We Came Up 8 Short
Packaging materials are well thought out and solid. The exterior box was normal glossy single ply but the window was of thicker than usual plastic and further strengthened because of the 90 degree bend in it as it extends around to the top of the box. Also, the interior box and insert were of firmer than standard cardboard and not double or triple, but quadruple thick around the edges. The inserts on either side of the keyboard were very solid and fit perfectly. Furthermore, the retail box pictured came in a larger shipping box.
Usually I don’t get into quite this much detail about packaging but I wanted to give it full attention because, some how, despite all of the quality packaging and the board’s overall build quality, the 8 key was rattling around the box. Of course, I just popped the key back on and off I went, but felt it worth mentioning all the same.
Because of the quality packaging; the board’s otherwise extremely robust durability (explained below); my inability to free the reattached 8 or other keys by running my hands over them sideways, even turning the 7G upside down and shaking it, then tapping it from above; and the fact that a key coming off doesn’t really mean a keyboard is broken, you just put the key back on; I’m chalking this up to a one in a million occurrence possibly brought on in shipping, and it won’t be discussed further or impact our results.
SteelSeries 7G - What Is Inside
Build Quality (5 out of 5)
The second you pick up the 7G’s box, you will immediately notice its weight. With a shipping weight of 8lbs and not much in the box to add to the keyboard’s heft, this thing is indeed a brick. And it isn’t just heavy so it doesn’t slide around; this keyboard uses old-school mechanical keys with gold plated contacts, though with a modern “clickless” twist. More on the feel of the keys later, for now, just be aware that SteelSeries is claiming (and I believe it) a life span of 50 million strokes, or least 5 times that of a normal keyboard.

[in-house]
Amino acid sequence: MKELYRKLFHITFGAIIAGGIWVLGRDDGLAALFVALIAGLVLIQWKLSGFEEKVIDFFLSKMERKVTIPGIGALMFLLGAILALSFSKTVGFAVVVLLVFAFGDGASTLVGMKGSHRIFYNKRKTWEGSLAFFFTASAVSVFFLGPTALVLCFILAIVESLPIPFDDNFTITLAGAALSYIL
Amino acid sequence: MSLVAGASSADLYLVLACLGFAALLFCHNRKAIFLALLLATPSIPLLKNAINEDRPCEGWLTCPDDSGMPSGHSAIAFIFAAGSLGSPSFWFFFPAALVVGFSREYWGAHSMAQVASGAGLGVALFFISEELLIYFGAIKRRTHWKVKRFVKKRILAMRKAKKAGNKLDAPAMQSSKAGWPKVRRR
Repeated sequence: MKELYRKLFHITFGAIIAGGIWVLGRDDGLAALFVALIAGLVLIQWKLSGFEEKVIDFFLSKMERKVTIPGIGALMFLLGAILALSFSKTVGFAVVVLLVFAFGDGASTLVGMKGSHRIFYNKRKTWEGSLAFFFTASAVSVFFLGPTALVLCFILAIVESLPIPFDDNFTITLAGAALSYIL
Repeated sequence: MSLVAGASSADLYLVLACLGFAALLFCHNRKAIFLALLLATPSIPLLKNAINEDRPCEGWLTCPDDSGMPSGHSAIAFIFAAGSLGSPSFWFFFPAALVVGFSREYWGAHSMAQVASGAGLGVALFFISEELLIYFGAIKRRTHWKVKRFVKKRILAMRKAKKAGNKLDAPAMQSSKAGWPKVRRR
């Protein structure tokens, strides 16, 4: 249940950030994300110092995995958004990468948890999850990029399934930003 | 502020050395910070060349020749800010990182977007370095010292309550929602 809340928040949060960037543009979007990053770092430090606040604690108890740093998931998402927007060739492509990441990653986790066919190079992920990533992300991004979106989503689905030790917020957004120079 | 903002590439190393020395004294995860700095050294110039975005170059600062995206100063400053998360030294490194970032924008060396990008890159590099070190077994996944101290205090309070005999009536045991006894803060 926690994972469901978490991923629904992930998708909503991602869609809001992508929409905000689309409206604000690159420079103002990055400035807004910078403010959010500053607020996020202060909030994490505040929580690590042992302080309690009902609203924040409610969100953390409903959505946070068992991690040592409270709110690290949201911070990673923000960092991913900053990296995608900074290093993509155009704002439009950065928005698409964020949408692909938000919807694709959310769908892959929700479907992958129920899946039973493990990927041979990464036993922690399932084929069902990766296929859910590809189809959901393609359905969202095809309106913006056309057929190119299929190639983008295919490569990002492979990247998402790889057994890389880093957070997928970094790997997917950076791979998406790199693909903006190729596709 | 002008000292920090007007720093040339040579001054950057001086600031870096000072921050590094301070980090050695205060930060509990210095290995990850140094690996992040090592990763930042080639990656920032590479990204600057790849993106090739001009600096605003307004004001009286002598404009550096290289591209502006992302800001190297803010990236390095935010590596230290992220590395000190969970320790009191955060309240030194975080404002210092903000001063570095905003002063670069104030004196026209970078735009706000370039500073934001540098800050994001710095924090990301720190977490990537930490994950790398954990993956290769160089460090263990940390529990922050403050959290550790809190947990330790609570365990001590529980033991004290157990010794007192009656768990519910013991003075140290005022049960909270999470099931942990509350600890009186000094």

What Once Was Old Is New Again
Instead of a mechanical switch on each key, modern keyboards use a flexible membrane with contacts underneath; pressing on a key lowers the underlying part of the membrane and contact, registering a keypress. This is similar to your TV remote control, but the buttons on that are usually molded directly into the membrane and come up through a face plate, as opposed to being individual keys.
The membrane method is cheaper and, of importance to laptop users, can be made smaller and lighter. The problem is, in addition to sending a $20 keyboard to the landfill on an annual basis, for many people, these keyboards always felt mushy compared to mechanical keyboards.
For When Your Membrane Is Mushy
Even if the membrane is nice and springy when you get it home, it starts getting worse immediately and the keys start to have less and less bounce to them, some keys loosing it faster than others. After a year or so, some keys feel like they want to fall through the bottom of your desk, and others are as tight as when they were new.
The keyboard will still work, but it won’t be as lively. The thing is, you may not notice, since it is an ongoing process that happens as you use the keys. Only when things get really bad or you happen to use a new keyboard do you realize how many typos come from brushing against a key that has lost its resistance. The 7G won’t just last for years, it will feel great for years. We discuss how great and why in the next article.
This post is part of the series: SteelSeries 7G Keyboard: You Get What You Pay For
Some tools offer all kinds of features to simplify the tasks faced by their users. Some just do what they are supposed to do so well that they are a joy to use, and are built so well that they will be a joy to use for years to come.